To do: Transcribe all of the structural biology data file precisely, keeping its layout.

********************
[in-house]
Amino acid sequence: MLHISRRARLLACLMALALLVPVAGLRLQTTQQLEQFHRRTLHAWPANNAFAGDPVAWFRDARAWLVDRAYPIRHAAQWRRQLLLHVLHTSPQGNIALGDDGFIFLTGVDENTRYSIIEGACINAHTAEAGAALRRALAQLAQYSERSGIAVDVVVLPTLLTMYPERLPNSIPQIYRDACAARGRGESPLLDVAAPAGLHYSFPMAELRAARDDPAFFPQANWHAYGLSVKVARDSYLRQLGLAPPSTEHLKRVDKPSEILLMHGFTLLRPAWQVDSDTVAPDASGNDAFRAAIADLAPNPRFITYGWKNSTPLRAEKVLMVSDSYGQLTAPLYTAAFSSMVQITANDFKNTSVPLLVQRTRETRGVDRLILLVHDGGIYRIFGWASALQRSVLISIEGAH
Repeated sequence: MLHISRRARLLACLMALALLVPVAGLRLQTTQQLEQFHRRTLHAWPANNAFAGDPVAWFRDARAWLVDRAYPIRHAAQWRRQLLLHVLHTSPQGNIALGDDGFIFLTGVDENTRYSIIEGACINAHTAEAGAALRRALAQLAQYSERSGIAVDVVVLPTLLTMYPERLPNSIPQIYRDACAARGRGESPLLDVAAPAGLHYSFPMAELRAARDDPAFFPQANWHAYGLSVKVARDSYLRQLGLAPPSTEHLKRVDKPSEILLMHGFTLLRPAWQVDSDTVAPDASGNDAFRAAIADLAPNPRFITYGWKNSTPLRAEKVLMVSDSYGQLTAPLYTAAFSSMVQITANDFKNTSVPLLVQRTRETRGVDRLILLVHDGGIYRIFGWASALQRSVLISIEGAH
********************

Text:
[in-house]
Amino acid sequence: MLHISRRARLLACLMALALLVPVAGLRLQTTQQLEQFHRRTLHAWPANNAFAGDPVAWFRDARAWLVDRAYPIRHAAQWRRQLLLHVLHTSPQGNIALGDDGFIFLTGVDENTRYSIIEGACINAHTAEAGAALRRALAQLAQYSERSGIAVDVVVLPTLLTMYPERLPNSIPQIYRDACAARGRGESPLLDVAAPAGLHYSFPMAELRAARDDPAFFPQANWHAYGLSVKVARDSYLRQLGLAPPSTEHLKRVDKPSEILLMHGFTLLRPAWQVDSDTVAPDASGNDAFRAAIADLAPNPRFITYGWKNSTPLRAEKVLMVSDSYGQLTAPLYTAAFSSMVQITANDFKNTSVPLLVQRTRETRGVDRLILLVHDGGIYRIFGWASALQRSVLISIEGAH
Repeated sequence: MLHISRRARLLACLMALALLVPVAGLRLQTTQQLEQFHRRTLHAWPANNAFAGDPVAWFRDARAWLVDRAYPIRHAAQWRRQLLLHVLHTSPQGNIALGDDGFIFLTGVDENTRYSIIEGACINAHTAEAGAALRRALAQLAQYSERSGIAVDVVVLPTLLTMYPERLPNSIPQIYRDACAARGRGESPLLDVAAPAGLHYSFPMAELRAARDDPAFFPQANWHAYGLSVKVARDSYLRQLGLAPPSTEHLKRVDKPSEILLMHGFTLLRPAWQVDSDTVAPDASGNDAFRAAIADLAPNPRFITYGWKNSTPLRAEKVLMVSDSYGQLTAPLYTAAFSSMVQITANDFKNTSVPLLVQRTRETRGVDRLILLVHDGGIYRIFGWASALQRSVLISIEGAH